b) Due Date of income tax return, including extension, for the tax year in which Surrendered Property was transferred.

Reverse Exchange: It is an exchange in which the Exchanged Property is purchased and closed before the Surrendered Property is sold. Usually buyer take title to the Exchanged Property and holds title of Surrendered Property until other party can find a buyer and close on the sale under 1031 exchange agreement with buyer.

Safe Harbor Exchange: If a party who owned a property within prior 180 days and wants to enter into 1031 exchange through reverse exchange, that property will be declared ineligible under safe harbor procedures. The safe-harbor clauses governing reverse exchanges are concisely stated below:

a) 5 Day Rule: A “1031 Exchange – Reverse” agreement must be entered into between seller and Intermediary within 5 days after the title to exchanged property is taken by seller
b) 45 Day Rule: Seller has to identify replacement property within 45 days from the date of transfer of Surrendered Property. He/She can identify more than one property similar to the rules of delayed exchange.
c) 180 Day Rule: The Reverse Exchange must be accomplished within 180 days of the taking title of Exchanged Property by the seller. This rule become a problem in case of improvement of the properties before exchange. It usually become very difficult to complete large construction/ improvements within 180 days to complete requirement of reverse exchange.

An Improvement Exchange: It is an exchange in which buyer wish to acquire a property (exchanged property) and make arrangement for construction of improvements on the property before taking title of exchanged property. The enhancements in exchanged property is generally the construction of building on an unimproved lot or development in an already improved building. These enhancements are done in order to create  increase value of exchanged property and make it of equivalent value to surrender property. This helps in ensuring that no boot occurs at the time of 1031 exchange. The IRS doesn’t consider any improvement in exchanged property after 1031 exchange. Therefore it is necessary to make all enhancements before the transfer of titles.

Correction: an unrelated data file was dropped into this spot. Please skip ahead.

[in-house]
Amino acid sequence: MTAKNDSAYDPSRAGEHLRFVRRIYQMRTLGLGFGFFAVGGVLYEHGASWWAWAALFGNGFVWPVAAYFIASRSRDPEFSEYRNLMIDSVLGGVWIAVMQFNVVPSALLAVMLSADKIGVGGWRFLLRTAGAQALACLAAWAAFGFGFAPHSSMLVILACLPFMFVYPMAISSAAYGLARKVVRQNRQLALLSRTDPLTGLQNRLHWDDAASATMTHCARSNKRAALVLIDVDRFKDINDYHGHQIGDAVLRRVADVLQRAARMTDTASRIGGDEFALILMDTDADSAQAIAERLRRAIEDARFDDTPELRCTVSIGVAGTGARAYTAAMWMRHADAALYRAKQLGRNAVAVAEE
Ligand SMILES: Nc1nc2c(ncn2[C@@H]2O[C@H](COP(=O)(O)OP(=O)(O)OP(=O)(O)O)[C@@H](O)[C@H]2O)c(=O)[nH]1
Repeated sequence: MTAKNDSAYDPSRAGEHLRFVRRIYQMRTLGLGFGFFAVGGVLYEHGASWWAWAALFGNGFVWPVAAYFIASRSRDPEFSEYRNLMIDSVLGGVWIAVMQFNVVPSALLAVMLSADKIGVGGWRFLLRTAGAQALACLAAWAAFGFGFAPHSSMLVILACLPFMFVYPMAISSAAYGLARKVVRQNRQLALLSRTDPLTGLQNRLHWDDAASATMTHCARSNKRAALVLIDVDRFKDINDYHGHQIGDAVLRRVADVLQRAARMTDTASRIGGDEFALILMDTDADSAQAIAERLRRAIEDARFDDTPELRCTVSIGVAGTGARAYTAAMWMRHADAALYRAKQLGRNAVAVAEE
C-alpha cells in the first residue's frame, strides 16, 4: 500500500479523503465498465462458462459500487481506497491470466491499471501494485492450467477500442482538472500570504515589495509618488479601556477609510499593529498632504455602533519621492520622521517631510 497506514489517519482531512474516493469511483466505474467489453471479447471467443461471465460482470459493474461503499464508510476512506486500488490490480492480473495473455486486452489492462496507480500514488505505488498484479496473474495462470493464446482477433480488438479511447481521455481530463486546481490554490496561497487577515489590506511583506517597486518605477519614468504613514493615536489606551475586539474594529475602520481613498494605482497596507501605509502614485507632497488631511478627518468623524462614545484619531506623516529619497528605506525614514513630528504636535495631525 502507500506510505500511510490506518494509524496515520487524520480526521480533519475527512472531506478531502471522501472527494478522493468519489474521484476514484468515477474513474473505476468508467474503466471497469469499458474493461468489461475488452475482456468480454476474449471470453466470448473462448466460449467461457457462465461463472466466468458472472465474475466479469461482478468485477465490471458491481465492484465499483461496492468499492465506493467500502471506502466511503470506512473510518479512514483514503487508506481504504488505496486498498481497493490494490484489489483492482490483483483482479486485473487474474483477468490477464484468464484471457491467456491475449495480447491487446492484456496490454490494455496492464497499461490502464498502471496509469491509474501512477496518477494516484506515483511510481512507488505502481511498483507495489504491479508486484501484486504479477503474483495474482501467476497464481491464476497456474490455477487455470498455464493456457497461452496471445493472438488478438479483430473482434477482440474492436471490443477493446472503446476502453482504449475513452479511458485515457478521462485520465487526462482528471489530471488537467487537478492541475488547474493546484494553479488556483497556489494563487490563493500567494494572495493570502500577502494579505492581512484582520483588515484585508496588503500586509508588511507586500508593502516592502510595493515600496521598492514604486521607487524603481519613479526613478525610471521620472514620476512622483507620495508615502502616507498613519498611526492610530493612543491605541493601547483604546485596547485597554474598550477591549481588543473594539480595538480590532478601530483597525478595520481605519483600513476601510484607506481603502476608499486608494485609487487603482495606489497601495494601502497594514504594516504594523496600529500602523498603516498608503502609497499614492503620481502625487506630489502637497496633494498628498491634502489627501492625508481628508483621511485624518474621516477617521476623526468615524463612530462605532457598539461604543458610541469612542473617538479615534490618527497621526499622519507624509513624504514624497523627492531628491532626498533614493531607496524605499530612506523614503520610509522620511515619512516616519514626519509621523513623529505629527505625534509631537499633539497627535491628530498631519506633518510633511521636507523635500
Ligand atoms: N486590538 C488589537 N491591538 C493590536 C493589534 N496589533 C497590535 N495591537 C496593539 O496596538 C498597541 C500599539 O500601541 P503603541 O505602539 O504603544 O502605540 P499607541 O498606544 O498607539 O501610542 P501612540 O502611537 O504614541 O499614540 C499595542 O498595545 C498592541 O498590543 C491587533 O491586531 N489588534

Role of Qualified Intermediary

A Qualified Intermediary is a person who is not the seller or buyer and who enters into the “exchange agreement” with the seller. The Qualified Intermediary acquires the Surrendered Property from the seller, transfers the Surrendered Property to the buyer, acquires the Exchanged Property and transfers the Exchanged Property to the seller. The Qualified Intermediary does not actually have to be in the chain of title. The services of Qualified Intermediary is necessary requirement to successfully complete delayed exchanges and reverse exchange.

The seller and Intermediary must have entered into written agreement in order to take services of qualified Intermediary with respect to restricting seller’s rights to fulfill limitations of 1031 exchange. IRS do not provide any licensing requirements to become Intermediaries. IRS restricts related parties, attorneys, accountant and realtors who have provided services to the seller within past 2 years to become qualified intermediary for seller in a 1031 Exchange. A Qualified Intermediary has full rights over the exchanged cash during the course of 1031 Exchange. An Intermediary can invest money in variety of ways and legally it is hard to recover money if an intermediary becomes bankrupt or insolvent. Therefore seller has to wisely select Intermediary who can be trusted with the handling of funds from 1031 Exchange.

1031 Exchange Procedure Chart



Investors usually enter into 1031 Exchange to avoid tax payments on Capital Gain from sale of properties. Parties interested in 1031 Exchange must fulfill key requirements before entering into exchange. Parties can choose from multiple types of exchange as per there situation and needs.  The accounting and tax implications vary based on the type of exchanges.  1031 exchanges can be fairly complicated, so its best to engage an accounting and taxation expert to structure the exchange.